Fukushima Nuclear Plant Disaster - Research Paper Example

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RUNNING HEAD: Fukushima Nuclear Plant Disaster The Fukushima Nuclear Plant Disaster Abstract This study is an examination of the anomaly that occurred at Fukushima I Power Plant in March. The said incident happened as a direct result of the massive earthquake and tsunami that occurred just recently…
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Fukushima Nuclear Plant Disaster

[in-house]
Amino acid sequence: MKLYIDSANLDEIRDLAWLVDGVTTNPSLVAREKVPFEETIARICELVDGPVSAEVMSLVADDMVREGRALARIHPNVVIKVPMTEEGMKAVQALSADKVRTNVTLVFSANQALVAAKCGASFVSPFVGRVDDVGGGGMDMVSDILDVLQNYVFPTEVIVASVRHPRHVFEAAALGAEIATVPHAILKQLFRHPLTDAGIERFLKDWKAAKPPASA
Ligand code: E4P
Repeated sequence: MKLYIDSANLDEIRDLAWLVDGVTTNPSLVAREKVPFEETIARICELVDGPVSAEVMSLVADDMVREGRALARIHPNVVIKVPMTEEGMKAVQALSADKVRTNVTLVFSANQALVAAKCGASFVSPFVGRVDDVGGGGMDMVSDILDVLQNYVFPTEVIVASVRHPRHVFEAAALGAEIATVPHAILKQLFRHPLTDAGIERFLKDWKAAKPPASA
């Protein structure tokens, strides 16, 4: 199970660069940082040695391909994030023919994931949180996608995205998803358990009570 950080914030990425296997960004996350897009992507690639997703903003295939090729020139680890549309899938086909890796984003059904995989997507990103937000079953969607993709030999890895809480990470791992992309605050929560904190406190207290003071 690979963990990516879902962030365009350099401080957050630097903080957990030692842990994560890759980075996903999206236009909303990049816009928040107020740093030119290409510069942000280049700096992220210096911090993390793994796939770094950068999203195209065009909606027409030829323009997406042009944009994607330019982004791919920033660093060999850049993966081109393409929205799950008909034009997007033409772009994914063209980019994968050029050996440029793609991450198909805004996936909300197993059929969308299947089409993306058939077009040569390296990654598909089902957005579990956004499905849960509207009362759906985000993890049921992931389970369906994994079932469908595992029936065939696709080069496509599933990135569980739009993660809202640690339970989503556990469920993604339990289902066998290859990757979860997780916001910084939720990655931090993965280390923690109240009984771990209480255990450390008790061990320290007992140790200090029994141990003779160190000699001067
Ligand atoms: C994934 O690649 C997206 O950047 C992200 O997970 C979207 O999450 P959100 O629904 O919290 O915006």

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Download file to see previous pages If left unchecked, these can result in casualties equaling or even exceeding the body count of the previous natural disasters. This being the case, this study intends to take a look at the specifics of the incident – what occurred, as well as how and why. Concluding the study shall be a brief reflection on the incident and its immediate and distant aftermath. Table of Contents Abstract 2 Introduction 4 The Disaster 5 Radiation – The Deadly Consequences 8 Reflection 14 Conclusion 15 References 16 Introduction The disaster that occurred at the Fukushima I Nuclear Power Plant last March came right on the heels of the then-recent earthquake and tsunami that rocked the nation. The said occurrence was a consequence of these natural calamities, and was in fact joined by other nuclear accidents all over Japan. However, the one in Fukushima stands out as the largest. In fact, the magnitude of the disaster is said to be comparable to the tragedy at Chernobyl decades ago (Thomson-Reuters, 2011). The comparison to Chernobyl came courtesy of experts on the subject, which should say something on how catastrophic the Fukushima incident was. On the International Nuclear Event Scale, its rating was a 7, exactly the same as that of Chernobyl, whereas the Mile Island Disaster trailed behind at 5. As shall be explained below, the Japanese government tried to dismiss and downplay the incident to extent, but was eventually forced to concede to its magnitude. Fortunately, casualties resulting from the immediate disaster were relatively few. For sure, the natural calamities that preceded the disaster claimed over 9,000 more lives than the accident at Fukushima. Even then, the latter was still hardly equivalent to a slap on the wrist. The death toll immediately following the disaster numbered at 47. Two of these were Fukushima plant workers unlucky enough to get caught in it, and who sustained multiple external injuries before ultimately dying of blood loss. The other 45 who perished had been patients at an evacuated hospital in Futaba, and who had mostly been suffering from dehydration and starvation. Unfortunately, though, the relatively low immediate body count might be balanced out by an even bigger death toll if things are left the way they are now. As with the disaster at Chernobyl – and, more to the point, the bombings of Hiroshima and Nagasaki – the area remains irradiated, and cleanup efforts continue up till today. The threat of radiation is arguably the most terrifying thing to have come out of the disaster. The other consequences which have resulted from the accident cannot be seen by human eyes. However, these are unmistakably there, and can in fact result in a much higher body count if left unchecked. Even as it is now, the constant threat of being irradiated has rendered numerous surrounding villages and neighborhoods uninhabitable, which by itself is already a monumental setback for the unlucky ones living there (Maeda, 2011). The Disaster As already noted, the Fukushima disaster ranks among the biggest nuclear catastrophes in recent history, easily at par with or even exceeding what happened at Chernobyl (Thomson-Reuters, 2011) though still on a somewhat lower scale compared to the Nagasaki and Hiroshima bombs. Considering that multiple reactors were involved at Fukushima, in contrast with ...Download file to see next pagesRead More
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